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Atlas Shrugged Paperback – August 1, 1999
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A writer of great power. She has a subtle and ingenious mind and the capacity of writing brilliantly, beautifully, bitterly. --The New York Times --This text refers to an out of print or unavailable edition of this title.
About the Author
Born February 2, 1905, Ayn Rand published her first novel, We the Living, in 1936. Anthem followed in 1938. It was with the publication of The Fountainhead (1943) and Atlas Shrugged (1957) that she achieved her spectacular success. Rand’s unique philosophy, Objectivism, has gained a worldwide audience. The fundamentals of her philosophy are put forth in three nonfiction books, Introduction to Objectivist Epistemology, The Virtues of Selfishness, and Capitalism: The Unknown Ideal. They are all available in Signet editions, as is the magnificent statement of her artistic credo, The Romantic Manifesto.
Top customer reviews
It is true that Rand's political views are radical, and it's quite possible that a reader might not agree with all of them (although readers who agree with any of them will probably be very pleased with the sections in which these views are espoused). But I think that the most important aspect of the book--and this is coming from a reviewer who subscribes to nearly ALL of Rand's ideas--had little, if anything, to do with the political aspects of it.
Instead, I found the most helpful areas of this book to be the ones concerning personal struggles, where Rand is able to shed a perceptive and refreshing light on issues such as personal struggles and love. Her portrayal of Hank Rearden, and his struggles with the feeling of obligation toward unconditional love for his family in the face of their rabid exploitation of him, is one that provides strength for a reader who may have gone through something similar. The same goes for her portrayal of love, which is quite frankly far and away the most important aspect of this book, in my mind. The author shows love to be a celebration of one's own life and principles, and not the sort of sacrificial and emotionally destructive charity that is so often peddled in literature and film. And don't shy away if you're a romantic, because Rand's ideas on love celebrate it more fully than almost any others out there. Her lovers love each other as rewards for themselves, thus enhancing themselves in the process, and creating positive feedback in the relationship. This is an important idea for anyone who has ever struggled with unrequited or asymmetrical emotions, and I think can go a long way toward helping a reader to forge more meaningful relationships in his or her own life.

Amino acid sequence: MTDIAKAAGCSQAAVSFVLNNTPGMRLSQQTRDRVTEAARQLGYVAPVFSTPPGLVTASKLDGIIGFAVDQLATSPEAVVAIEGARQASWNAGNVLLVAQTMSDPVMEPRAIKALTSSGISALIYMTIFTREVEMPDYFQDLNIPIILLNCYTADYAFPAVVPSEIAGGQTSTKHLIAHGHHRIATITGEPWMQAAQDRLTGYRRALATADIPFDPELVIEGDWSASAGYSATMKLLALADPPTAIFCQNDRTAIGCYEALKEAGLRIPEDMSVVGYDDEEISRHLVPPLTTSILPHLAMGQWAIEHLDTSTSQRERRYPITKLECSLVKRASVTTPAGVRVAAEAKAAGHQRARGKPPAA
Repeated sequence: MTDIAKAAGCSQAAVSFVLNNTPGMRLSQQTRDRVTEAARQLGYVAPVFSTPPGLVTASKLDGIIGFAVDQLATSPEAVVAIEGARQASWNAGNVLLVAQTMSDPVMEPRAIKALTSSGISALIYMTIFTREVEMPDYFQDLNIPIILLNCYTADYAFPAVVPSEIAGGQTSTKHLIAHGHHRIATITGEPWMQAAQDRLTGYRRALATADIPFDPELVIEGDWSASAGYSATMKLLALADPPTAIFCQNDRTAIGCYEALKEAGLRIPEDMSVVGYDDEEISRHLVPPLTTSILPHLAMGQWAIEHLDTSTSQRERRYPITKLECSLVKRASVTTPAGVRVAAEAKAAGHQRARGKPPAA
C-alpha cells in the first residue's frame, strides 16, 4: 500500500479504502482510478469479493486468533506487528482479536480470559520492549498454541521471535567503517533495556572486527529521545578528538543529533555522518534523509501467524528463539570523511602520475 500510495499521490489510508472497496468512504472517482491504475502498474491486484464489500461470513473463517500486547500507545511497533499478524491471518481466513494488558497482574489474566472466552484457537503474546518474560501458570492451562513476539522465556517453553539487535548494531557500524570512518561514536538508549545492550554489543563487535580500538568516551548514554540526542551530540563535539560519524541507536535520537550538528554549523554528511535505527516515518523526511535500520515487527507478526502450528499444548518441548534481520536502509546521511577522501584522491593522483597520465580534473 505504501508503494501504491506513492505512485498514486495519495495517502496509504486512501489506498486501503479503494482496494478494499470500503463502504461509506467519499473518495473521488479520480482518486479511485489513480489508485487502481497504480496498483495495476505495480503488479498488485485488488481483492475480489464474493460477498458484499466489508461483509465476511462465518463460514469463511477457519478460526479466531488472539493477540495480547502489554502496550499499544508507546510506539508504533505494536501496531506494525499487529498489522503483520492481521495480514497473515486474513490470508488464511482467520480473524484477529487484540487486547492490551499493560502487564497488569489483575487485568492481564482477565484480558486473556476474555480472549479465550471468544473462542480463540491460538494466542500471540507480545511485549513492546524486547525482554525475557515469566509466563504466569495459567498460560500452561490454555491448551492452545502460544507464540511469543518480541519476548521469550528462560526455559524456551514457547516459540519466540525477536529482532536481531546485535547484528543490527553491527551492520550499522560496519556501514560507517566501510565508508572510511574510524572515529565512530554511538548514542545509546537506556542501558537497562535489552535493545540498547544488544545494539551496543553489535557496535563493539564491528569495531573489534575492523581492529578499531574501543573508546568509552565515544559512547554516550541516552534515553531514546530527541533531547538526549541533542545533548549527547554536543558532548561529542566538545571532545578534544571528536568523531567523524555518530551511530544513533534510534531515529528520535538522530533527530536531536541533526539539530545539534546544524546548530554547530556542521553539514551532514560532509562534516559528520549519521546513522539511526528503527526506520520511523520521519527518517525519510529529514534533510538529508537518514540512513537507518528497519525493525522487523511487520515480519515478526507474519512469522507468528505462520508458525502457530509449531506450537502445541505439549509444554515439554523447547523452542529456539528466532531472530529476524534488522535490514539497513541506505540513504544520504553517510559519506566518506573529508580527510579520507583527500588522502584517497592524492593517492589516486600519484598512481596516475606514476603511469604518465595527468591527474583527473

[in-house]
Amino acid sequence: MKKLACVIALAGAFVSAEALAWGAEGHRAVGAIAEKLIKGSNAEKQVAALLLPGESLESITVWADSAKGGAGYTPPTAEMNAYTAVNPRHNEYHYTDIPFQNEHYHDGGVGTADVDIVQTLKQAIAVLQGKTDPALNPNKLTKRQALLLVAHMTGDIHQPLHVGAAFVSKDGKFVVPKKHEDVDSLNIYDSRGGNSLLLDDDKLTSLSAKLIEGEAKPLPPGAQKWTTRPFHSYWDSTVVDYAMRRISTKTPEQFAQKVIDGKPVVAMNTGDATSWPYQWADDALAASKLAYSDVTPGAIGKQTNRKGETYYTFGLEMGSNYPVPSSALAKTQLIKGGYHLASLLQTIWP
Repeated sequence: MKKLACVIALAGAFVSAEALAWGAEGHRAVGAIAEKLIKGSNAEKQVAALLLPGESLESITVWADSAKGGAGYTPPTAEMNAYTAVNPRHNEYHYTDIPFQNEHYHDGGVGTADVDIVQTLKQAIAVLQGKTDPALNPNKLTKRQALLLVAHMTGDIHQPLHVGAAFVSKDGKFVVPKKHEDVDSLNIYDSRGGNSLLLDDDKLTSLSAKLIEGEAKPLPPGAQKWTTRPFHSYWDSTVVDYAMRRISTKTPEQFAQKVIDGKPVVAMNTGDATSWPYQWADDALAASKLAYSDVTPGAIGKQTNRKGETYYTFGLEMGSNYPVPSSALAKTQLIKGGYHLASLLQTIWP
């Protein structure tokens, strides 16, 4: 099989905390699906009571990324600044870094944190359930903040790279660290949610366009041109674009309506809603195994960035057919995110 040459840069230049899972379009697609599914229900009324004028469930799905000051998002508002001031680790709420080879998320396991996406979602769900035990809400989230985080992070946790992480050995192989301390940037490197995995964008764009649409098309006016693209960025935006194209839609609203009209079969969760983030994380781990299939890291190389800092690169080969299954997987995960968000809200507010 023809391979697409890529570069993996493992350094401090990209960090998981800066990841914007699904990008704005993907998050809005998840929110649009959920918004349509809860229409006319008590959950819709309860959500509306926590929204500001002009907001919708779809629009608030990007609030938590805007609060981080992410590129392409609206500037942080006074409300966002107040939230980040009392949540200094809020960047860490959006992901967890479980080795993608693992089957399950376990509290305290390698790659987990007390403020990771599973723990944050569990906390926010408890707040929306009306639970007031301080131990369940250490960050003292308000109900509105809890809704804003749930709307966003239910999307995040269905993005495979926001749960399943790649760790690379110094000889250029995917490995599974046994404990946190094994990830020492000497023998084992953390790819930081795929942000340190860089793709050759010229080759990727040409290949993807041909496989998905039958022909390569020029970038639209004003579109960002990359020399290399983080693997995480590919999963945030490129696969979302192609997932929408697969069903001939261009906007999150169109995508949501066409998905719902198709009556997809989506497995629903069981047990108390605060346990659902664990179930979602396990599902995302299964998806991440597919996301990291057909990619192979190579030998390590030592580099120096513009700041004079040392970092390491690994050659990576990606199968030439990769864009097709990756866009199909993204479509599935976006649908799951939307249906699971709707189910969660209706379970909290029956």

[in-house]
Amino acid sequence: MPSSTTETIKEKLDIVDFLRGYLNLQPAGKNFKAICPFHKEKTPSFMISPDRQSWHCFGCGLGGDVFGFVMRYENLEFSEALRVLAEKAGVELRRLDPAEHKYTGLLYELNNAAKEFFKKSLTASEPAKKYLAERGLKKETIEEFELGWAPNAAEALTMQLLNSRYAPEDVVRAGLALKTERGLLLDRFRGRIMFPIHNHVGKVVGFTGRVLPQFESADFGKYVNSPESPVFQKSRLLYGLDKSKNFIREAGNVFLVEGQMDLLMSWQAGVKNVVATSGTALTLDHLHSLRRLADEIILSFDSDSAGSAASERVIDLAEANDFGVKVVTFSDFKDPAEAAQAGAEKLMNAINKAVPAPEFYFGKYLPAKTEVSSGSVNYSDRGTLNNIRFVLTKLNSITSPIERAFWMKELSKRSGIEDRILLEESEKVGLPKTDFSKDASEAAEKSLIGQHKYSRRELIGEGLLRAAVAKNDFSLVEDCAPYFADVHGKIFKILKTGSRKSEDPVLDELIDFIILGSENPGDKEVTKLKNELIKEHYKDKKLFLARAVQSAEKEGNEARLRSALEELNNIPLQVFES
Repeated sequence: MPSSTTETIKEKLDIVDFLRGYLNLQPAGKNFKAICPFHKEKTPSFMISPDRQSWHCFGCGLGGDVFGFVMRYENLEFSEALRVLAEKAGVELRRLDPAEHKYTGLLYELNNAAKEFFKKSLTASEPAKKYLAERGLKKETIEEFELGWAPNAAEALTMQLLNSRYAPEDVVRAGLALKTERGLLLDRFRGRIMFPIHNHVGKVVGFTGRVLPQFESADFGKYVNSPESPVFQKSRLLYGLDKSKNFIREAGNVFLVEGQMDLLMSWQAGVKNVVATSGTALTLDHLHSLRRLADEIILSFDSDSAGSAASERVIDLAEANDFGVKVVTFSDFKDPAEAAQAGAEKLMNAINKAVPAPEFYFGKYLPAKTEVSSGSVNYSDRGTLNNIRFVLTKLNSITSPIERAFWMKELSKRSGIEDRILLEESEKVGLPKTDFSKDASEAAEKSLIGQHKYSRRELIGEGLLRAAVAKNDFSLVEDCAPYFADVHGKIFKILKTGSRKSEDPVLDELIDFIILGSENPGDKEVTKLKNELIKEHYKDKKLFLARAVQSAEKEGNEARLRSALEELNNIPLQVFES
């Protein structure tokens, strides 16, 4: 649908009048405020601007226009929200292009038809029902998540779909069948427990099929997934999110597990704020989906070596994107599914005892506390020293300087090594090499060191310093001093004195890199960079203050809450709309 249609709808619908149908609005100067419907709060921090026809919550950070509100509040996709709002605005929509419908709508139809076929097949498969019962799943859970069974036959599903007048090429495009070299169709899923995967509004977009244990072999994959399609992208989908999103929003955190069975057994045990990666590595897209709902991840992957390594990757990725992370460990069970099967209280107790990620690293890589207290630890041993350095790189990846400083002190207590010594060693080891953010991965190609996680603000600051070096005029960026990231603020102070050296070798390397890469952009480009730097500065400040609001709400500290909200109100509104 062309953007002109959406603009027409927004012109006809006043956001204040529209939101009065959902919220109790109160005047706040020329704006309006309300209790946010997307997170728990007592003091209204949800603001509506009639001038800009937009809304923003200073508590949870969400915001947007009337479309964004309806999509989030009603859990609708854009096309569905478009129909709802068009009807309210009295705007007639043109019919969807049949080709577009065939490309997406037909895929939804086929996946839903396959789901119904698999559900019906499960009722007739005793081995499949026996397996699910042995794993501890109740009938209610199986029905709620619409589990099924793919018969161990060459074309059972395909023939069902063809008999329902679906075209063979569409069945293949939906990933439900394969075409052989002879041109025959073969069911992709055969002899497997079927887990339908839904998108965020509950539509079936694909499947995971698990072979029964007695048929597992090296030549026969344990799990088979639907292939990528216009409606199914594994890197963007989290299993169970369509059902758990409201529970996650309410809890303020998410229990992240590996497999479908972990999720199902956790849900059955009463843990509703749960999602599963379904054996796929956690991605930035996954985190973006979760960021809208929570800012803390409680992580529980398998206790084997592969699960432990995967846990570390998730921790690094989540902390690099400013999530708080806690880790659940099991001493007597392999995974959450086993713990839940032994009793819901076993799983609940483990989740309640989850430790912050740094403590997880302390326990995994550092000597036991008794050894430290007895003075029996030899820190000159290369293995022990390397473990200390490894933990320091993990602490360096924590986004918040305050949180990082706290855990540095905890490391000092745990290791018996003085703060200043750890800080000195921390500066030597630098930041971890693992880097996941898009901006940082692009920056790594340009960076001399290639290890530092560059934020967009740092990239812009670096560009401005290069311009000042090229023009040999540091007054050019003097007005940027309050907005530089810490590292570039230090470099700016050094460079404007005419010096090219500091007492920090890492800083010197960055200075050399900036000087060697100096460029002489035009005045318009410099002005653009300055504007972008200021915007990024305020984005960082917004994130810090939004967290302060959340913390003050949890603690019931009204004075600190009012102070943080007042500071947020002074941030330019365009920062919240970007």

Frankly, the best part of the novel is summed up in the words of John Galt, in the latter half of the third portion: "It's not that I don't suffer, it's that I know the unimportance of suffering. I know that pain is to be fought and thrown aside, not to be accepted as part of one's soul and as a permanent scar across one's view of existence."
In many ways, Atlas Shrugged is a reminder to the reader that he or she is important, and that should they earn it then they deserve only the best. Rand has the gall to come out and say it in a way that makes you feel as though she is right, and that you are right as well for agreeing.
Even if you know that you do not buy into the political ideas of the book, I would recommend reading it solely for this aspect. I already held the same political beliefs as Rand before I read her work, so I can safely say that my attachment to it has little to do with that stuff.
Just don't believe the rabid hype or poisonous criticism. Read for yourself, leave what you don't like behind, and take with you what you do.
It is an intense read. Lots of description. Lots of character development.